I’ve finally started a physical version of the digital drawings I worked on earlier the year. I’m loosely basing it on a few of my previous pieces, but I’m trying to allow the process to dictate the composition. Beforehand, I’ve thought that having a detailed and structured plan was important, but the outcome of this continued to vary, so instead with this piece, im giving in to my instincts and seeing how it plays out.
Having recently framed a few of the earlier Signals works, (everything changes in a frame) I was pleased and excited by their outcome. Conceptually, there is an element of architecture to these voids, and their erratic nature gives an impression of the digital landscape but at the same time they lack a narrative. This is of course contradictory to my interest in revealing the narrative through the viewers presence, but you could argue that each viewer would have their own narrative of the compositions (like any art). Then again, with no revealed narrative and instead simply abstract contortions of lines, it becomes a classic example of justifying contradiction and curbing narrative to fit the practice.
Nonetheless, for this piece I’m letting the process create the work. The narrative and concept has been set throughout the MA.
Below I’ve attached 4 newly framed prints from earlier this year.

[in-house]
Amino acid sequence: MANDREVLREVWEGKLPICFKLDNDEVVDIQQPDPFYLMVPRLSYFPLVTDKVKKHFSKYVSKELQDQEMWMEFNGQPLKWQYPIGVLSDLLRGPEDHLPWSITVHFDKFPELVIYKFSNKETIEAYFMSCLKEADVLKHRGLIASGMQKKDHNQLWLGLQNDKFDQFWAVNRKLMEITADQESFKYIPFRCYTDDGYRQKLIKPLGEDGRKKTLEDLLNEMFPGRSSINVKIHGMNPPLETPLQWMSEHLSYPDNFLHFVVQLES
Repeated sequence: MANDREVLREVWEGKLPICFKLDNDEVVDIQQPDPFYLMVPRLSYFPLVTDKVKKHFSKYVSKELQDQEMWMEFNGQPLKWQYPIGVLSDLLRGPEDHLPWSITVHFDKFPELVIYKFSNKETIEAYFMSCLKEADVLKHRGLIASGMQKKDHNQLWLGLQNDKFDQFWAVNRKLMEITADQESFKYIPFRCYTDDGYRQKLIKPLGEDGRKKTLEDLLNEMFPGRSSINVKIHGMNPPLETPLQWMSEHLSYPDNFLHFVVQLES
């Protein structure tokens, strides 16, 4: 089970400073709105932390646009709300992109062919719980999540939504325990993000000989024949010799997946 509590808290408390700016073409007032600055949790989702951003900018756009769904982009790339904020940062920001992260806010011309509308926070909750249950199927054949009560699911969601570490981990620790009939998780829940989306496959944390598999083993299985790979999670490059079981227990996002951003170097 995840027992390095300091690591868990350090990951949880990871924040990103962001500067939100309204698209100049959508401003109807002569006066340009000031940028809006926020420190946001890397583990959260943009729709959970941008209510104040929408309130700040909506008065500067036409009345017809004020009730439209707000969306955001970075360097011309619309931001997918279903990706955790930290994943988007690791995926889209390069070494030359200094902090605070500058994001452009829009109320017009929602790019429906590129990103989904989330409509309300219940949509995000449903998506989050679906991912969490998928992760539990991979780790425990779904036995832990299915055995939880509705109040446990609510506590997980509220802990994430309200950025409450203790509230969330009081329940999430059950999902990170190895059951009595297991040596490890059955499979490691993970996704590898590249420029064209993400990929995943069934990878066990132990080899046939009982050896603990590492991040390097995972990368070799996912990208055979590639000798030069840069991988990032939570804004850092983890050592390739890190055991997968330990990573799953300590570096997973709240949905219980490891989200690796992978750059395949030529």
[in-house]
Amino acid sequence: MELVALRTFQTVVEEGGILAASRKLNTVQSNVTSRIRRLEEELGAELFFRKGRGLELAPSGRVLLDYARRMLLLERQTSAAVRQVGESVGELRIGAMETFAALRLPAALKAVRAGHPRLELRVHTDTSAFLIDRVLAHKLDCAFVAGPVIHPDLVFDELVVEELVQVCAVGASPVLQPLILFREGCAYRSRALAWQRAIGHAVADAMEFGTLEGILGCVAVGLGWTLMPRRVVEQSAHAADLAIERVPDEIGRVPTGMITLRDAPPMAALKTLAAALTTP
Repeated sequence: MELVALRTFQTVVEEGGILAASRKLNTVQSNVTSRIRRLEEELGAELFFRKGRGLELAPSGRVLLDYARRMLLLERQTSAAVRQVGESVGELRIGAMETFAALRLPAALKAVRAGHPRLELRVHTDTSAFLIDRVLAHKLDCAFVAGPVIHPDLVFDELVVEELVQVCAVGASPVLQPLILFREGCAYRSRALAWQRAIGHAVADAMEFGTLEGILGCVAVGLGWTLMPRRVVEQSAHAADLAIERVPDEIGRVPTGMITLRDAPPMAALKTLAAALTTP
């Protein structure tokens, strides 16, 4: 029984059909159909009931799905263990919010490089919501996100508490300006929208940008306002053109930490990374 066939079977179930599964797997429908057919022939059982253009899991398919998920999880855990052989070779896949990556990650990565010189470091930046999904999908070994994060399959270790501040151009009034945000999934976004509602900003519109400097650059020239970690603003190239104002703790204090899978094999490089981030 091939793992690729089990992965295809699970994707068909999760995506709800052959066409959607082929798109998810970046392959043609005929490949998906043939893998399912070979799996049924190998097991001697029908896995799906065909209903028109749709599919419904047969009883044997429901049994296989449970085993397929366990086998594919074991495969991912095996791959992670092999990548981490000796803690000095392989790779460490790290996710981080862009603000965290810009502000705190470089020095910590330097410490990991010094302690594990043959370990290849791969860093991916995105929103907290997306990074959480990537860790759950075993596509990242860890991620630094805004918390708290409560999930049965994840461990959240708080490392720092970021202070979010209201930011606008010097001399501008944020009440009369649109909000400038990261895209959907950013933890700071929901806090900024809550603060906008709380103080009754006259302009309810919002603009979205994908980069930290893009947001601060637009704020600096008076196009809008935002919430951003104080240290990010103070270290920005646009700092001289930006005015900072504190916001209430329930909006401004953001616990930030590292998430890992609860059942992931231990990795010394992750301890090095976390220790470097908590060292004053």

I’m interested in distorting the lines with a frosted Perspex over the top of the canvas, to give a more screen like impression. (I’d love to add lighting to this piece but I’m open to change).
Jon Rafman’s first solo show at the Zabludowicz was a montage of internet culture in a space that forced the audience to interact. There was an enormous sense of claustrophobia, whilst watching many of the films. it certainly captured the strangling element of life on the internet, as well as the barrage of imagery and its interchanging narrative.
Many of the works were very engaging in this respect, however, as someone incredibly interested in the Oculus Rift, (and in general just VR), experiencing Rafman’s virtual reality piece was really eye opening.
FINALLY I tried the hardware, and was in no way disappointed. Experiencing the animation secured my hopes for the medium. It really is entirely engaging, and gives the user the cinematography role. I can imagine that these early day films, games, animations and artworks will give an impression of its potential. Its the devices’ shift into search engines, interactive websites, social media, online shopping etc. that I’m particularly interested in. For a first time VR experience, Rafman’s piece is brilliant.